Part of me finds myself liking it more when it seems like it’s confident enough to replicate the confinement of the first Alien film, but suddenly there come obvious cues towards the original whether it be the familiar score or the opening credits and their formation. It was at this point I thought to myself that Ridley Scott had already lost his own faith even in his own audience because of what had already been expected and eventually delivered out of Prometheus, but because they wanted something more along the lines of Alien, he would only provide the full form by the end of the film, and comes the action spectacle of Aliens, together with pseudo-philosophical sounding exposition – what rang clear was a great sense of inconsistency, making clear Ridley Scott’s own lack of confidence even in his own viewers. If they wanted something nihilistic, they certainly got violence thrown in their face but all of these killings for cardboard characters can be seen from a mile away at the fault of stupid actions or just utter laziness.
Michael Fassbender’s dual role will certainly be the highlight of the film as Walter and David, for what he offers here is the film’s best grasp on the most character it would carry. Katherine Waterston, for as lovely as she is, doesn’t even feel so much like a character and rather instead a dumbed down Ripley clone, although from this new crew, Danny McBride in a more dramatic turn ends up becoming the highlight of the new bunch. If anything, Ridley Scott has indeed managed to create a perfect sense of tone, only wasted on wannabe nihilism that only took pride in its characters deaths for the sake of moving further. In typical Alien fashion, the special effects are still as wonderful as ever, but its own production values only ever manage to shine their brightest in more confined spaces rather than the gigantic universe that the franchise had only sought to expand itself into becoming.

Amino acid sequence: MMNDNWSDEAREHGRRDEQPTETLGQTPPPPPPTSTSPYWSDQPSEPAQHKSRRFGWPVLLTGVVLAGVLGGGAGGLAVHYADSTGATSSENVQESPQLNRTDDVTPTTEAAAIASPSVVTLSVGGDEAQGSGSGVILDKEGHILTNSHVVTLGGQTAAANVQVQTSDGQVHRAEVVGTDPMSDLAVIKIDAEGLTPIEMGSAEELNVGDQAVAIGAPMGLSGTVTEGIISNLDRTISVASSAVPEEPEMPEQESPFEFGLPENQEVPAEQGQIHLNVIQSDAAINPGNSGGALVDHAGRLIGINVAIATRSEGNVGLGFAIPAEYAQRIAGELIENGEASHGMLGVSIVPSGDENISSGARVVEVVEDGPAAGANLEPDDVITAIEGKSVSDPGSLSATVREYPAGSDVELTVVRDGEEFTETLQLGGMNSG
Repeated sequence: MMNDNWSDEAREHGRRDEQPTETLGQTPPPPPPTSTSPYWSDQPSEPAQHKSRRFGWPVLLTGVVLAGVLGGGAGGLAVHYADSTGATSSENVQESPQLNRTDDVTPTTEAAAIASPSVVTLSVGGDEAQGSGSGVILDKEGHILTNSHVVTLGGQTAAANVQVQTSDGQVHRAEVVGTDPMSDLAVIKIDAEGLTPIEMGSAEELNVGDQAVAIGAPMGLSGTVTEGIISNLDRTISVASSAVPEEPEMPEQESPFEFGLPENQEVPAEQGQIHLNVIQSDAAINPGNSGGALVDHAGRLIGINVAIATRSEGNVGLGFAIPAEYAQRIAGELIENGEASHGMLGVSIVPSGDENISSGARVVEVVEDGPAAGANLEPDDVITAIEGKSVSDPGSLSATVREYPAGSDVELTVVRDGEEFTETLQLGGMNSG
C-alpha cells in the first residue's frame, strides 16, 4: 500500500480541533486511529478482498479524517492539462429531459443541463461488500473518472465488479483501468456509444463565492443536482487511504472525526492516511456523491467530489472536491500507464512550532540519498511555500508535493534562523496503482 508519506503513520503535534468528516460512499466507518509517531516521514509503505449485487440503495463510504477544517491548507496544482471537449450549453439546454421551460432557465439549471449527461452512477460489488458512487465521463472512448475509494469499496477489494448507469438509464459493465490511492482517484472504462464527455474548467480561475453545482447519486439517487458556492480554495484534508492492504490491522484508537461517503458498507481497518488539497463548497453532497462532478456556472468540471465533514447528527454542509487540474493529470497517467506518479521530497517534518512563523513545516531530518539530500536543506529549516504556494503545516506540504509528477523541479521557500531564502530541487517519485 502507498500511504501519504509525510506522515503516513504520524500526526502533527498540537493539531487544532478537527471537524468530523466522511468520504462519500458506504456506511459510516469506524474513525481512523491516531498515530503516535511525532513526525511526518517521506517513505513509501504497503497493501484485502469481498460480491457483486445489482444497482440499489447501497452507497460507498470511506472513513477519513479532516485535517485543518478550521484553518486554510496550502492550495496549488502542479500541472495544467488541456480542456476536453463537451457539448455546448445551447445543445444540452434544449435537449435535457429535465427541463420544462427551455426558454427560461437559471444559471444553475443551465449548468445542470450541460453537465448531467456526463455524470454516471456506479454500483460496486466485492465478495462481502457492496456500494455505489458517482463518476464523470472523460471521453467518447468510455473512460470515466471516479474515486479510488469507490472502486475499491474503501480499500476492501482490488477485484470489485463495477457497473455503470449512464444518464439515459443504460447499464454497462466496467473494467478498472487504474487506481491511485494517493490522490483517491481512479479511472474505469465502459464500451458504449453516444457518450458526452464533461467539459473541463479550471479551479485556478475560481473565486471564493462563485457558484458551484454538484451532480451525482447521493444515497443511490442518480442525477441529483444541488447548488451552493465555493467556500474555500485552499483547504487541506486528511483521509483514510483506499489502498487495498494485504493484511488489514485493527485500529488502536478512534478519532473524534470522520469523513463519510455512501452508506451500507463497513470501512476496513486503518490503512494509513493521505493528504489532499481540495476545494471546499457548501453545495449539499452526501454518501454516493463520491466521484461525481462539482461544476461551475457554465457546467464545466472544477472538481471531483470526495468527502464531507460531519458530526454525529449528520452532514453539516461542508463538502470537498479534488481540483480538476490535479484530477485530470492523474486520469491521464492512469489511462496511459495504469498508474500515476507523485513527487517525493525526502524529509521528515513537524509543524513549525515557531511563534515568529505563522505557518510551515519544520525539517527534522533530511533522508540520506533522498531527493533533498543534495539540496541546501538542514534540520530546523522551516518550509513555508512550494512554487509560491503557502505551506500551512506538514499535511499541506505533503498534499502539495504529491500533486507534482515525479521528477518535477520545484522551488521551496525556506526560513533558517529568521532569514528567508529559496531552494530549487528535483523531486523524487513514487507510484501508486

Alien: Covenant is a film that leaves a bitter taste in the mouth, even though we still have a lot to admire. I’m pretty sure that at this point, even Ridley Scott is tired of providing to what audiences would expect and then he comes out with this and instead of being really exciting or terrifying, it comes down to stuff that we’ve already seen done so many times better. Alien: Covenant isn’t even close to being the Alien sequel one would have wanted, it’s just Prometheus all over again. Alien‘s universe is only growing far too big for its own good, but even as it tried to reach out for something more with the supposed philosophical babbling, I was waiting for Ridley Scott to actually experiment with a concept that we’ve already seen being done so many different times. That’s not what we got from Alien: Covenant, just something that only feels shoehorned at its very best when it comes to whatever it wants to be, because it just can’t decide properly.
Watch the trailer right here.
All images via Fox.
Directed by Ridley Scott
Screenplay by John Logan, Dante Harper
Produced by Ridley Scott, Mark Huffam, Michael Schaefer, David Giler, Walter Hill
Starring Michael Fassbender, Katherine Waterston, Billy Crudup, Danny McBride, Carmen Ejogo, Demián Bichir
Release Year: 2017
Running Time: 123 minutes